"Series could be called–anI gave this book 4.5/5 stars on InsatiableBooksluts.com (A digital ARC was provided by Candlemark and Gleam.)
"Series could be called–and, I guess, will be called, as I’m calling it that right now–adult fairy tales. Not the Disneyesque idea of a fairy tale, where everyone is a princess, a prince, or a witch, and everything is wrapped up in the happily ever after; nor, I’d say, a story à la Brothers Grimm, dark and twisted and often tragic. Rather, these stories about ordinary people finding themselves in magical circumstances bring Lewis Carroll’s Alice in Wonderland to mind. (Stevie Carroll, Lewis Carroll–happy coincidence?) The stories range from sweet to sinister, all teeming with jittery undercurrents; reading Series feels a bit like walking past a cemetery at the stroke of midnight. You hold your breath and listen to your heart pound; you giggle like a loon when you’ve made it just past.
The stories center around fantastic events woven seamlessly into the fabric of our reality: a temp worker battles a dragon; a lottery winner encounters a minotaur; a grieving woman hatches a mysterious creature. The stories are set mainly in England, in cozy villages and towns where people never seem to shop at mega-marts; modern technology, while not conspicuously absent, fades into the background. Carroll’s lovely characters and their peculiar circumstances come sharply into focus without the competition of hyperrealistic elements that might distract from the fantasy. We recognize their world as our own, but blurred just a tad. Just enough to let our imaginations follow Carroll down secret paths we wouldn’t have noticed otherwise."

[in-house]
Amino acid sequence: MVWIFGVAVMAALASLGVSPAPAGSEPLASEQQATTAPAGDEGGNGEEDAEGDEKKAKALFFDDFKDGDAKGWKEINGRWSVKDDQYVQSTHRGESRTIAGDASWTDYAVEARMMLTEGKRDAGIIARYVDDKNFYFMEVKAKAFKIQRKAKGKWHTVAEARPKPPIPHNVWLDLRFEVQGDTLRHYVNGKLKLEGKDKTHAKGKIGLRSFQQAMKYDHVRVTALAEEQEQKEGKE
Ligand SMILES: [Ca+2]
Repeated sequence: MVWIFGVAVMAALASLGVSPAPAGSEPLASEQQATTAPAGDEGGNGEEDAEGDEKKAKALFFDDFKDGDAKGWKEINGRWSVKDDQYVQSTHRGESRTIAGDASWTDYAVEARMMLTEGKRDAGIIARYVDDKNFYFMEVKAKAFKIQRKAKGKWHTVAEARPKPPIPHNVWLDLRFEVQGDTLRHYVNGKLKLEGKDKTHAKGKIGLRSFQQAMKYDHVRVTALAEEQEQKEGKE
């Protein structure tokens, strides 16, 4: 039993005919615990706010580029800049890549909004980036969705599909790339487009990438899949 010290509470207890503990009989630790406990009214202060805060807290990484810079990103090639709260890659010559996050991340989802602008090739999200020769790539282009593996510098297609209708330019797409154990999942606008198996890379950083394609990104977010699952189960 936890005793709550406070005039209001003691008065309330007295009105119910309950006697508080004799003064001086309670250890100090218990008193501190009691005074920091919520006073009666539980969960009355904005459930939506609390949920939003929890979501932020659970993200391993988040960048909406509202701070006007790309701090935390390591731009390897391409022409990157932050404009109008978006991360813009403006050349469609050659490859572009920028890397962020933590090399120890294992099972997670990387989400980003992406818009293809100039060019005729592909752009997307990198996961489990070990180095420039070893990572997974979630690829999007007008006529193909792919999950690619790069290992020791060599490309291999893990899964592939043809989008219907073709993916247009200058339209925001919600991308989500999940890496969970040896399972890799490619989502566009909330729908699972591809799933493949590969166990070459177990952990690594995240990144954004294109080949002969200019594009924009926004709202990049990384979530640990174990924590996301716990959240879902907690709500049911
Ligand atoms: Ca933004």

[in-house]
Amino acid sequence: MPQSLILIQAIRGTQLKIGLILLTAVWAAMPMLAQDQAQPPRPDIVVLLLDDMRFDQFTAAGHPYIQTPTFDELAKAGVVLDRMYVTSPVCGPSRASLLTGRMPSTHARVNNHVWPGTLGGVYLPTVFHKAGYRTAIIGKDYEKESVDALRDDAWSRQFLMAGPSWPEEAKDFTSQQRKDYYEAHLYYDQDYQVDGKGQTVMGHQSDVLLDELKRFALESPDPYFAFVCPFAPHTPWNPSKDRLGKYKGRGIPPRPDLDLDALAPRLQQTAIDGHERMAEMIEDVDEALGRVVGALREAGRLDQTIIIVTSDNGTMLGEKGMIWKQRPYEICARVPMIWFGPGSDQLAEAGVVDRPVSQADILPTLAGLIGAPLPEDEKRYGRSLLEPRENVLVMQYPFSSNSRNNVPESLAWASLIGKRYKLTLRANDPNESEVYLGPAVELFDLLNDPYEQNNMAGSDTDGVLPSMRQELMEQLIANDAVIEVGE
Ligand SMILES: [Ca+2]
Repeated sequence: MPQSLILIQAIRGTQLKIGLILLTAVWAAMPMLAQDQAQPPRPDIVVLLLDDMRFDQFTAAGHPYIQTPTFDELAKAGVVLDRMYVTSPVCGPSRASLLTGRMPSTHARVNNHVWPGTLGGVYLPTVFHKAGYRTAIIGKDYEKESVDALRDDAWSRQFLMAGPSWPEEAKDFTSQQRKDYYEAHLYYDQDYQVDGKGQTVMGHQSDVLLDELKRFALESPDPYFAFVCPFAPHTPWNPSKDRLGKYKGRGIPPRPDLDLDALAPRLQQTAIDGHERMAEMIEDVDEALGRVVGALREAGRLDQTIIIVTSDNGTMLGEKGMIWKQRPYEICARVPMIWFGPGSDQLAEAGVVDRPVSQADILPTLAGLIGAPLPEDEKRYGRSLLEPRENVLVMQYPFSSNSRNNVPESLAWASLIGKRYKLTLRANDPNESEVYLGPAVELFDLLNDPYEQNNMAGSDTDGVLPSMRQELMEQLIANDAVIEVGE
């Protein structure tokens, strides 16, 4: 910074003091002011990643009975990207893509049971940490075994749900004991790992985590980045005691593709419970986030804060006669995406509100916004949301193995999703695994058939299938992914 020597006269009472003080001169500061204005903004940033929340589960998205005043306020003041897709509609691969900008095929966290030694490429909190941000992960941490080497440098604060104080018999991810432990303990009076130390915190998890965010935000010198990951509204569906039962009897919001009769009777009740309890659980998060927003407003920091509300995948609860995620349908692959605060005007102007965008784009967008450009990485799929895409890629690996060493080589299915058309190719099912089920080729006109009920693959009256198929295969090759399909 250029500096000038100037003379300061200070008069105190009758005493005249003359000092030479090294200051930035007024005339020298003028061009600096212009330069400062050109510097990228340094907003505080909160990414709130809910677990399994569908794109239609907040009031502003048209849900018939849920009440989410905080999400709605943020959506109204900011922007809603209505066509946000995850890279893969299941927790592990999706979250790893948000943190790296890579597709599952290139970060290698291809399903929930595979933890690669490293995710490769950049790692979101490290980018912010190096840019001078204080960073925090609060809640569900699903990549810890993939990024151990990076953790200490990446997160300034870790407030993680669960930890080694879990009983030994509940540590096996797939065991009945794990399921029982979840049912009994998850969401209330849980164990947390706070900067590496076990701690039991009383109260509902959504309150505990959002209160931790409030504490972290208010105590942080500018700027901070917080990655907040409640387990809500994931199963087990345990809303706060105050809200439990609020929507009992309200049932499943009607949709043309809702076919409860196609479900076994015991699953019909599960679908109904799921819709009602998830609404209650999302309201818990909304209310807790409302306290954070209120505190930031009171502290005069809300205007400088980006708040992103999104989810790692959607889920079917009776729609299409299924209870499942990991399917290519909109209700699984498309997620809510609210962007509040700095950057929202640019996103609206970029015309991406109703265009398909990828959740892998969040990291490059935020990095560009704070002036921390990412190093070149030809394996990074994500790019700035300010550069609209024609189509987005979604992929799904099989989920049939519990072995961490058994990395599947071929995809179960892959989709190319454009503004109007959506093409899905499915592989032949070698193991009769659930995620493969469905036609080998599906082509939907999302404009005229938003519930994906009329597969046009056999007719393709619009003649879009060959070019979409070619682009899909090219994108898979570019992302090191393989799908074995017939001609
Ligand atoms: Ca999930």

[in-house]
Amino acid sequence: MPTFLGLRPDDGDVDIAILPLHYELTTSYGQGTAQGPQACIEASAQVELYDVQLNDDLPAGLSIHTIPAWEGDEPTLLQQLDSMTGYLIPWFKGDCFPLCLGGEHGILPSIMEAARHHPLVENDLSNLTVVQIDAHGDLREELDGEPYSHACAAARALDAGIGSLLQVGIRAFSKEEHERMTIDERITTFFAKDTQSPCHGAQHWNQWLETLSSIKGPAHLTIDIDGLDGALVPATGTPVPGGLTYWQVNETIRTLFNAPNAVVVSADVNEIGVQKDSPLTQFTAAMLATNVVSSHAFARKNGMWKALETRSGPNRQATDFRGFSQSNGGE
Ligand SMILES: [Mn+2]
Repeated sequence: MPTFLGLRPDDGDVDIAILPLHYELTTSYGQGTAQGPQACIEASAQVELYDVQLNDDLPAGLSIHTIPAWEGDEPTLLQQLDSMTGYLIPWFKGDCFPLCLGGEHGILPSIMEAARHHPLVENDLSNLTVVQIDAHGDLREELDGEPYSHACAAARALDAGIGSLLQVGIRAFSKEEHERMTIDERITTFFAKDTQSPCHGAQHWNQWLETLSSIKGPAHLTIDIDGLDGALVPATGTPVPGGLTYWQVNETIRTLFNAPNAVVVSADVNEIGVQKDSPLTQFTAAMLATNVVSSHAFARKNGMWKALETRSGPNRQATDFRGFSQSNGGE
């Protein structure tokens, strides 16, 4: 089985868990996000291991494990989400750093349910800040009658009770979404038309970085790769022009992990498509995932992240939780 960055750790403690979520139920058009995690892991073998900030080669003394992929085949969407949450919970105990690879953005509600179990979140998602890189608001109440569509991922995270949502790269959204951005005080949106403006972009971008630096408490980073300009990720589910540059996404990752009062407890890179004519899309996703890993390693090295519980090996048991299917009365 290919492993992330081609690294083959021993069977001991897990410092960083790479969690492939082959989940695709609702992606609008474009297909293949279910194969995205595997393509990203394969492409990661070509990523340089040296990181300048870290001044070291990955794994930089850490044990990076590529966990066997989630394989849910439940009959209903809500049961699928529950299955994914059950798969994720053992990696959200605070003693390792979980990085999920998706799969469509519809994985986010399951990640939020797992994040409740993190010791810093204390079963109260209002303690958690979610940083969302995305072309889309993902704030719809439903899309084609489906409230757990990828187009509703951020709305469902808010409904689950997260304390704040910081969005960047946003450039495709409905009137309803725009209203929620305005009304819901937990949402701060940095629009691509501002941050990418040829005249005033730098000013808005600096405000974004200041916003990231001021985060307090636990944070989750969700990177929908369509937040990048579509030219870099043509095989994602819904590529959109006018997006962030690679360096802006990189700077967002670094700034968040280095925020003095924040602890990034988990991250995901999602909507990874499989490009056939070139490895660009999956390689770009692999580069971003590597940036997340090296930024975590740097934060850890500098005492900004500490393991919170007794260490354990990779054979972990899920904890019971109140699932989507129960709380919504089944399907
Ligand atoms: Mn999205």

I gave this book 4.5/5 stars on my blog, InsatiableBooksluts.com. (A digital ARC was provided by Coffee House Press)
"The story switchesI gave this book 4.5/5 stars on my blog, InsatiableBooksluts.com. (A digital ARC was provided by Coffee House Press)
"The story switches between a cool retelling by Mr. Writer Man, as Adamine calls him, and her own testimony of her life, which she sends nightly into the wind. Mystery after mystery about Pearline, Adamine, the lepers, and even Mr. Writer Man unfold easily, blooming with elegant timing and driving the story forward. The changing points of view presented a small speed-bump in my reading at first, but I figured it out fairly quickly and enjoyed the different perspectives: Adamine, giving us the soul of her memory, and Mr. Writer Man with his research and facts. The narrative switch-up contributed to the feeling that the book had been researched and written as a non-fiction account, which I appreciated. Once I hit a groove with Warner Woman, I didn’t want to put it down."